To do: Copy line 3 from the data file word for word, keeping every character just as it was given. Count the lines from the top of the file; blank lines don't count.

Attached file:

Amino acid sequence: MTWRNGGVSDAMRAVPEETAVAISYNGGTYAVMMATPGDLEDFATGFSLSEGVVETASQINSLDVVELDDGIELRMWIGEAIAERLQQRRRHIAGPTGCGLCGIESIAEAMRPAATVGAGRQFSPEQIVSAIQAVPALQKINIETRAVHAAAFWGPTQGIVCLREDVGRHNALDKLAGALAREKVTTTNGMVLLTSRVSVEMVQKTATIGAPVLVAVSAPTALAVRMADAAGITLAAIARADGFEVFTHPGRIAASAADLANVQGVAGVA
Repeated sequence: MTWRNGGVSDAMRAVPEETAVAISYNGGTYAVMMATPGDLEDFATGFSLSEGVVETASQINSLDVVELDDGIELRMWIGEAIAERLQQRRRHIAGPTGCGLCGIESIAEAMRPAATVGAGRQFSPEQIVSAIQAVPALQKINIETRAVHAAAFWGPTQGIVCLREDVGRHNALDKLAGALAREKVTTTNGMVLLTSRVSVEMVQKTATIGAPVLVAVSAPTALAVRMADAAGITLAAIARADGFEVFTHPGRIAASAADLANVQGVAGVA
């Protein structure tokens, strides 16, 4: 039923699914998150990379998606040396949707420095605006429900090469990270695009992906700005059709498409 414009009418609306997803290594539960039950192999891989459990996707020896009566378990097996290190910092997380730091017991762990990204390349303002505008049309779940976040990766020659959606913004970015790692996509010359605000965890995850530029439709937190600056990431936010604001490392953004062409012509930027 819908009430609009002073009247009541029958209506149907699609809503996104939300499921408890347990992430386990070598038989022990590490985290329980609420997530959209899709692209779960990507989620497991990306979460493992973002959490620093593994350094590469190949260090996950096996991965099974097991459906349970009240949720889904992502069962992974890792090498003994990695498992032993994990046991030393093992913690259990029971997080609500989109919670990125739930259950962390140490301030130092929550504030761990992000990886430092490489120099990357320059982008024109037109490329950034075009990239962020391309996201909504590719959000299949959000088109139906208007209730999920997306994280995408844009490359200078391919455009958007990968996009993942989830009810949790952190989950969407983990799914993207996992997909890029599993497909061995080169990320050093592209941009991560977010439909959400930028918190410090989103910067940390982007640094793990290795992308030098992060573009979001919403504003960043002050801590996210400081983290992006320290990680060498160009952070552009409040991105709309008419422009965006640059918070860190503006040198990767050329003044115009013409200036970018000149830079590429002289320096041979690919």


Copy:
């Protein structure tokens, strides 16, 4: 039923699914998150990379998606040396949707420095605006429900090469990270695009992906700005059709498409 414009009418609306997803290594539960039950192999891989459990996707020896009566378990097996290190910092997380730091017991762990990204390349303002505008049309779940976040990766020659959606913004970015790692996509010359605000965890995850530029439709937190600056990431936010604001490392953004062409012509930027 819908009430609009002073009247009541029958209506149907699609809503996104939300499921408890347990992430386990070598038989022990590490985290329980609420997530959209899709692209779960990507989620497991990306979460493992973002959490620093593994350094590469190949260090996950096996991965099974097991459906349970009240949720889904992502069962992974890792090498003994990695498992032993994990046991030393093992913690259990029971997080609500989109919670990125739930259950962390140490301030130092929550504030761990992000990886430092490489120099990357320059982008024109037109490329950034075009990239962020391309996201909504590719959000299949959000088109139906208007209730999920997306994280995408844009490359200078391919455009958007990968996009993942989830009810949790952190989950969407983990799914993207996992997909890029599993497909061995080169990320050093592209941009991560977010439909959400930028918190410090989103910067940390982007640094793990290795992308030098992060573009979001919403504003960043002050801590996210400081983290992006320290990680060498160009952070552009409040991105709309008419422009965006640059918070860190503006040198990767050329003044115009013409200036970018000149830079590429002289320096041979690919």